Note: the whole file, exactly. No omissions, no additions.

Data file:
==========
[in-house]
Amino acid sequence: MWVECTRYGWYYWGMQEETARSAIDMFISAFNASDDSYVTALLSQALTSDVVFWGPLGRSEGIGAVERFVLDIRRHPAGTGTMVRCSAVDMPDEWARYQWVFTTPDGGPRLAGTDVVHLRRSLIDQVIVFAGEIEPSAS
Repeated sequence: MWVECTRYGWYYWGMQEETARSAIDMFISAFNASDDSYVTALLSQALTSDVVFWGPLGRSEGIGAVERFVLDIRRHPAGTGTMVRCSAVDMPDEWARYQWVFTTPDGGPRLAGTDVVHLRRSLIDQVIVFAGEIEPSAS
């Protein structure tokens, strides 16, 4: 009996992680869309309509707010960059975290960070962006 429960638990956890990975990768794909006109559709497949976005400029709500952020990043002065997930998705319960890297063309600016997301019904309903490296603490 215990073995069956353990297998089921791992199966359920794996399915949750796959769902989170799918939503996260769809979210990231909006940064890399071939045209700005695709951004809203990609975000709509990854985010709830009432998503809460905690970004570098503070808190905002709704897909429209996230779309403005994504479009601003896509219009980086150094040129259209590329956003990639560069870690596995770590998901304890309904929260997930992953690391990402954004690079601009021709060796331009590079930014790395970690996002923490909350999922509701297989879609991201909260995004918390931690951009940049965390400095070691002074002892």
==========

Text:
[in-house]
Amino acid sequence: MWVECTRYGWYYWGMQEETARSAIDMFISAFNASDDSYVTALLSQALTSDVVFWGPLGRSEGIGAVERFVLDIRRHPAGTGTMVRCSAVDMPDEWARYQWVFTTPDGGPRLAGTDVVHLRRSLIDQVIVFAGEIEPSAS
Repeated sequence: MWVECTRYGWYYWGMQEETARSAIDMFISAFNASDDSYVTALLSQALTSDVVFWGPLGRSEGIGAVERFVLDIRRHPAGTGTMVRCSAVDMPDEWARYQWVFTTPDGGPRLAGTDVVHLRRSLIDQVIVFAGEIEPSAS
């Protein structure tokens, strides 16, 4: 009996992680869309309509707010960059975290960070962006 429960638990956890990975990768794909006109559709497949976005400029709500952020990043002065997930998705319960890297063309600016997301019904309903490296603490 215990073995069956353990297998089921791992199966359920794996399915949750796959769902989170799918939503996260769809979210990231909006940064890399071939045209700005695709951004809203990609975000709509990854985010709830009432998503809460905690970004570098503070808190905002709704897909429209996230779309403005994504479009601003896509219009980086150094040129259209590329956003990639560069870690596995770590998901304890309904929260997930992953690391990402954004690079601009021709060796331009590079930014790395970690996002923490909350999922509701297989879609991201909260995004918390931690951009940049965390400095070691002074002892």